My final word was Narcissism. It’s probably not hard to guess why I chose narcissism at this point! Self-portraits tend to make you question all sorts of things. I decided that the best way to twist that concept into an image was to shoot myself first thing in the morning, with wet hair and no makeup – in other words, at my absolute worst – and try to make that into something beautiful. Getting past puffy eyes and wet hair, and into sensuous lines and tangled creamy focus – it was a stretch, but I loved the final result. I still do!

So that was 1996 – it was a good year for self-portraits!

Eat Locally. Eat in Season.

California white nectarines and blueberries // Photo: Cheryl Spelts

When I was just out of high school I got to visit the same nutritionist who had treated my Great-Grandma, my Grandma, and my Mom. Her advice was personalized, just for me. She had me lay on a board, with my head lower than my feet, and she felt all my internal organs through my clothes. She looked at my skin and hair and eyes. She gave me pamphlets, and told stories and gave me lots of really good advice that I still remember.

One of her best pieces of advice was to eat what is grown locally and what is in season. It’s just plain healthier, as well as being cheaper.

And who doesn’t love California white nectarines and California blueberries? I’m so grateful to live here!

My first self-portrait…

Self-Portrait, 1995In the Spring of 1995 I took my first photography course – and in the fall of that same year I was introduced to self-portraits.

The assignment was simple – make a self-portrait – no other restrictions or rules. Most of my classmates groaned, but I got excited!

All art reveals something about the artist who made it. We spend time debating and critiquing art, because good art says something! And self portraits expose the artist in a way that no other art form can – it’s not just your art that’s on display, it’s also you!

If you want to get in really deep, you could say that every piece of art an artist makes is in reality a self-portrait…

I was a beginning photo student with no lighting equipment and not much in the way of lens choices – so I had some limitations – but I could see in my head what I wanted to do, and I knew just how I’d do it! I had a vanity in my bedroom, with full makeup lights, and I set up my camera on my tiny tripod off to one side, and I sat on my little stool and posed, tripping the shutter with a borrowed cable release. After processing the film, and making proof sheets, one frame jumped out at me – the one where I cut the top of my head off, and you couldn’t even see my eyes. What kind of a self-portrait was that, if you couldn’t even see my eyes? But it was the frame that spoke to me, so I printed it, and matted it, and ended up getting an A on the assignment.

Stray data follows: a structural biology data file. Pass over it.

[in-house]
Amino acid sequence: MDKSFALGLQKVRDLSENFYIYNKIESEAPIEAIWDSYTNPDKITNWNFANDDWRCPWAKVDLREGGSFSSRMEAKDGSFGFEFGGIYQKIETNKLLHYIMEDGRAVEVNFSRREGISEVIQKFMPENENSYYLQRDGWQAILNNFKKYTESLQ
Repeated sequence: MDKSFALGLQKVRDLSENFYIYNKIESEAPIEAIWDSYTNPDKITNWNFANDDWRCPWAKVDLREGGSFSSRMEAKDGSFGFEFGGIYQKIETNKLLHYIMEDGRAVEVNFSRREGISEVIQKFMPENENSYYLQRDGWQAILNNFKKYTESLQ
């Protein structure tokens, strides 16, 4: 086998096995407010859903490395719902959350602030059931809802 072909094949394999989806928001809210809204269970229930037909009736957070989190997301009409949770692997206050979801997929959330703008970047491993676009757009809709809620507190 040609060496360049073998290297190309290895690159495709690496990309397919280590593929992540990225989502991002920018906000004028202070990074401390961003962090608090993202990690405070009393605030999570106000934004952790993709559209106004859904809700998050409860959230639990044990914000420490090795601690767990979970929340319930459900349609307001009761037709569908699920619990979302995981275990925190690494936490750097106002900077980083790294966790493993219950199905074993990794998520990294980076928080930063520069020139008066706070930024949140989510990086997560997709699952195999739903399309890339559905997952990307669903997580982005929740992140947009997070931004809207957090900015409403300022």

Bottom line, there are no rules with self-portraits. That one frame said more about me than any of the rest. I won’t tell you what it says about me – that’s for you to decide, as the viewer – but it definitely speaks volumes about who I was as a person and as an artist at that point in my life. In other words, it’s a true self-portrait. Who needs eyes anyway?

Happy Labor Day!

Labor Day is one of the best holidays all year long… No presents, no decorating, no big elaborate meals – just a lazy summer day where you get to do exactly what you want to do. My kind of day!

Spinach and Tomato with Roast Beef Salad // Photo: Cheryl Spelts

And this is one of my favorite meals! A big spinach salad with some beautiful sliced tomato and beef – the kind of beef intended for fajitas – and a little raspberry walnut vinaigrette dressing. Absolute perfection!

Self Portrait Project

Cheryl SpeltsI’m starting a new section of my blog today – a new category – it’s kind of a secret section, because the posts won’t show up on the main front page of my blog, or in my main RSS feed. Anyone on the web can get to it, so it’s not a real secret… Just a section no one knows about, except for me. At least for now!

So what is this unknown, sort of hidden, and pseudo-secret section going to be about? Me!

I’ve been wanting to get back into doing more self portraits – maybe even making it into a project? And whenever I think about self-portraits, then I get into self-improvement mode – it’s hard not to when you spend time gazing at yourself!

Self examination almost always leads to self-improvement…

And wouldn’t it be fun to document the whole process? Not just the end product – the actual self-portraits – but also the changes and evolution and the goals and the dreams – all of it. Or at least the interesting parts!

Thing is, not everyone who comes to my blog is going to be interested in all that personal reflection – in fact, it would be safe to say that very few of my blog visitors would enjoy reading about all that. So I had to choose between starting a second blog, and keeping things totally separate, or I could just start a new category on my current blog, and hide the posts from the front page and the main RSS feed – and I chose the latter.

Here’s to my new project! Documenting a work in progress… As an artist I never know where I’ll end up with an open-ended project like this – but that’s part of the beauty of it – and if you find this section, and decide to follow along, I welcome you!